Lieutenant Michael Patrick Murphy was a highly-trained Navy SEAL who was deployed to Afghanistan in March 2005. He was an honors graduate of Pennsylvania State University, a hockey player, and a voracious reader. Murphy was engaged to Heather Duggar, and the couple planned to marry that November. He strongly believed in the SEAL philosophy, which read in part: “I will draw on every remaining ounce of strength to protect my teammates and to accomplish our mission. I am never out of the fight.”
In the spring of 2005, U.S. intelligence was tracking the location of an al Qaeda leader who was responsible for the recent deaths of several U.S. Marines, had an estimated 100-200 fighters at his disposal, and was a known associate of terrorist leader, Osama bin Laden. When they finally tracked him and pinpointed his location, four Navy SEALs were dispatched to find him and radio in for a larger task force to capture or kill him. The four SEALs were Murphy, Petty Officer Marcus Luttrell, Sergeant Matthew Gene Axelson (“Axe”), and Senior Chief Daniel Richard Healy (Danny). The mission was known as Operation Red Wings.
In the early morning of June 27, 2005, Lieutenant Michael Patrick Murphy received word that an al Qaeda leader had been found. “[Operation] Redwing is a go!” his commander told another member of the team, Marcus Luttrell. “This is it, Marcus. We’re going. Go get the guys ready.” The four-man team gathered their M4 rifles with eight thirty-bullet magazines, grenades, four days’ supply of food and water, and various communications and camera equipment weighing almost fifty pounds in their rucksacks. They climbed aboard the special operations helicopter and lifted off into the darkness of the night sky toward their destination. Any apprehensions and fears the four men had were tempered by years of training and their experience on dozens of missions as Navy SEALs, among the most professional and dangerous soldiers in the world.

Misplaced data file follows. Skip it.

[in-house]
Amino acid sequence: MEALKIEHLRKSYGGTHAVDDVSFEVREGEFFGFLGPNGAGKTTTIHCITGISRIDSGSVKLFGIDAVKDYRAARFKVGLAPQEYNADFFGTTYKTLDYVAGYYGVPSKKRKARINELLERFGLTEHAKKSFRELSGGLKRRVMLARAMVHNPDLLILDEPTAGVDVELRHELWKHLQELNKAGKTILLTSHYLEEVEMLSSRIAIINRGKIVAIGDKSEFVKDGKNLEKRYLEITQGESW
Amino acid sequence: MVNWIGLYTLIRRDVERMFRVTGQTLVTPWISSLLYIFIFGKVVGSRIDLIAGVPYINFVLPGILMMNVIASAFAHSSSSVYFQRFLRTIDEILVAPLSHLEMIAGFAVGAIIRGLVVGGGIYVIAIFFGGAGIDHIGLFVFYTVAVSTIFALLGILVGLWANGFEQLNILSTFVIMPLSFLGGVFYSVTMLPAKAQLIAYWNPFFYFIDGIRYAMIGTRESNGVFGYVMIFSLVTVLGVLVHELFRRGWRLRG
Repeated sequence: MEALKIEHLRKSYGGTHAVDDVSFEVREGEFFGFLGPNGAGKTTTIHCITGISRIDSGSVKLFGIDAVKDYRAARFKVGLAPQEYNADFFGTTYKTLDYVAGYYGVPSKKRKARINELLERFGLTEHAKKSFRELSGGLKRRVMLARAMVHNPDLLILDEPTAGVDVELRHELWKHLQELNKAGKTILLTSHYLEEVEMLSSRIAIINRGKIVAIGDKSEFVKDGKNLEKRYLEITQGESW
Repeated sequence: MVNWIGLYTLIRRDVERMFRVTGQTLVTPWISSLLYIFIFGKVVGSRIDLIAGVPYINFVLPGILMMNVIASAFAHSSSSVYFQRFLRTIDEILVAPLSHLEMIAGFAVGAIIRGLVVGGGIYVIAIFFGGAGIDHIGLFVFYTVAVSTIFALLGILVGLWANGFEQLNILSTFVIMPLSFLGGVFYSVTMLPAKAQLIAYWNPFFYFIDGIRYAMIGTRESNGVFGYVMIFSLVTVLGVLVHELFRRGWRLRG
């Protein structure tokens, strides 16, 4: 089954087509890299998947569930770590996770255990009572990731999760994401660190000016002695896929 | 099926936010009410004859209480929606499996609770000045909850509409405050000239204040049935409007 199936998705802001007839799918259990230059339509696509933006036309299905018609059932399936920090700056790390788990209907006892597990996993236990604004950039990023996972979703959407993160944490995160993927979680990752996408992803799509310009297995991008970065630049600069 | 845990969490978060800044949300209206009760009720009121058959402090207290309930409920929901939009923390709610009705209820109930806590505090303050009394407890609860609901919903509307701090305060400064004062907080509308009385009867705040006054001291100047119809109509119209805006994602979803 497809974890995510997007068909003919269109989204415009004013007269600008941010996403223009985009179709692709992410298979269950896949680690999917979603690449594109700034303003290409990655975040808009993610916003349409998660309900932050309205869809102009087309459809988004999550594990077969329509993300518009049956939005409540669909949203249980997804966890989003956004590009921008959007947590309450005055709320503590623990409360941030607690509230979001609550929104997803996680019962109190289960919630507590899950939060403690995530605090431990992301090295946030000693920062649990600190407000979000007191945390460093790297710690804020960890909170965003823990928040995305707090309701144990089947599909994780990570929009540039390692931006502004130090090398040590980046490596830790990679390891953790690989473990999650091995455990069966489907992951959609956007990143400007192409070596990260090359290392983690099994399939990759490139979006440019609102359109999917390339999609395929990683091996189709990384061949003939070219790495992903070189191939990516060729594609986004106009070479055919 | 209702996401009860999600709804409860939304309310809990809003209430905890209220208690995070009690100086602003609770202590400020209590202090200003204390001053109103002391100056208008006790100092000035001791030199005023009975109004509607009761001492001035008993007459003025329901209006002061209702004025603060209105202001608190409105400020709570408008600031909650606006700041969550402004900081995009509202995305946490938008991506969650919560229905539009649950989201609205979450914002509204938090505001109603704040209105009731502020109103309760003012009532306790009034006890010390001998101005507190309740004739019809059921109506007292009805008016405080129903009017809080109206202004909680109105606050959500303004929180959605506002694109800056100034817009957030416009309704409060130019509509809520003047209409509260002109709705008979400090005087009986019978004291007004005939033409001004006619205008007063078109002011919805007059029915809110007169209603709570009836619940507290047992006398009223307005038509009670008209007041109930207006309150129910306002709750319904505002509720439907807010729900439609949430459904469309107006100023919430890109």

The helicopter pilot made several false insertions to confuse the enemy and finally dropped off Murphy and his team as they roped twenty feet to the ground at the landing zone. They were perfectly still and silent for fifteen minutes before they began an arduous mountainous climb in the inky blackness and driving rain while trying to remain completely out of sight. The grueling four-mile journey took seven hours, and the SEALs became bruised because they constantly fell in the darkness over uneven, rocky terrain. Arriving just before dawn, they did not like their assigned position as it did not afford any concealment. They scouted several locations until finding a suitable one.
As they were settling in to watch the village, a local carrying an ax happened upon their position, followed by another man, a teenage boy, and their herd of goats. Murphy and the other SEALs emerged from cover with their rifles drawn. They debated shooting the strangers to preserve the mission and tried to call headquarters for guidance, but could not establish communication. Murphy assessed their options, asked his men for their judgments, and polled his men. They voted to release them and then move out quickly because they knew the goat herders would alert the Taliban.
The SEALs found a suitable defensive position with concealment but were quickly discovered by around 200 enemy fighters who knew the local terrain and nimbly moved to attack. There was a heavy exchange of lethal gunfire, but for every Taliban fighter that fell, a new one took his place. The SEALs were surrounded and decided to go over a cliff to escape. They went diving over the mountainside in a blur of painful tumbling for an estimated 200 yards until crashing to a stop. Luttrell remembered seeing Murphy’s bright red New York City firefighter patch honoring the victims of September 11 as they fell. They lost their food, radios, medical kits, and other equipment in the fall, and they were battered and bruised but clung tenaciously to their weapons.